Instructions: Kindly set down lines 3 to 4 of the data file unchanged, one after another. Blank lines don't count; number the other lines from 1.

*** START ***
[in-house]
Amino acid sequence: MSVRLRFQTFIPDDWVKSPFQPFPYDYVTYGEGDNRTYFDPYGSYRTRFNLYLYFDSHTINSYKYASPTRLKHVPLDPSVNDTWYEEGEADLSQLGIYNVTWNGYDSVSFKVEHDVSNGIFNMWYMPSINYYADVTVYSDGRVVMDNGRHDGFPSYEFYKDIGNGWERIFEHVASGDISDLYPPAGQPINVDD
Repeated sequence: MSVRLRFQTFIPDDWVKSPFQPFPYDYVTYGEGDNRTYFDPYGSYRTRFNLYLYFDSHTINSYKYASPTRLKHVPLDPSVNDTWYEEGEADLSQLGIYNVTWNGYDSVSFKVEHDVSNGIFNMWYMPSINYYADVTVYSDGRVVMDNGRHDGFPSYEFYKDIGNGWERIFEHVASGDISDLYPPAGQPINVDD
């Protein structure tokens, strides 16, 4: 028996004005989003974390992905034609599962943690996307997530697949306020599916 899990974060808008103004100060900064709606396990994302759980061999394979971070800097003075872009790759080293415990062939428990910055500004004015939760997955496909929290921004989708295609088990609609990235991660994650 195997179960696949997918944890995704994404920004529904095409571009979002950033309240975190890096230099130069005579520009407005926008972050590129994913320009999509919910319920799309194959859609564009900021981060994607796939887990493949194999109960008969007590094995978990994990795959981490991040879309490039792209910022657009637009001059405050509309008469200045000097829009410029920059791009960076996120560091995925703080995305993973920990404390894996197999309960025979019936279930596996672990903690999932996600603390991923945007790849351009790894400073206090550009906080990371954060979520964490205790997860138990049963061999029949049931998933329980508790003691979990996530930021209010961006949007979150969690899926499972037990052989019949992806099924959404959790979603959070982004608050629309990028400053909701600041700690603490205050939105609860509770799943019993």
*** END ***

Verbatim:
Repeated sequence: MSVRLRFQTFIPDDWVKSPFQPFPYDYVTYGEGDNRTYFDPYGSYRTRFNLYLYFDSHTINSYKYASPTRLKHVPLDPSVNDTWYEEGEADLSQLGIYNVTWNGYDSVSFKVEHDVSNGIFNMWYMPSINYYADVTVYSDGRVVMDNGRHDGFPSYEFYKDIGNGWERIFEHVASGDISDLYPPAGQPINVDD
């Protein structure tokens, strides 16, 4: 028996004005989003974390992905034609599962943690996307997530697949306020599916 899990974060808008103004100060900064709606396990994302759980061999394979971070800097003075872009790759080293415990062939428990910055500004004015939760997955496909929290921004989708295609088990609609990235991660994650 195997179960696949997918944890995704994404920004529904095409571009979002950033309240975190890096230099130069005579520009407005926008972050590129994913320009999509919910319920799309194959859609564009900021981060994607796939887990493949194999109960008969007590094995978990994990795959981490991040879309490039792209910022657009637009001059405050509309008469200045000097829009410029920059791009960076996120560091995925703080995305993973920990404390894996197999309960025979019936279930596996672990903690999932996600603390991923945007790849351009790894400073206090550009906080990371954060979520964490205790997860138990049963061999029949049931998933329980508790003691979990996530930021209010961006949007979150969690899926499972037990052989019949992806099924959404959790979603959070982004608050629309990028400053909701600041700690603490205050939105609860509770799943019993």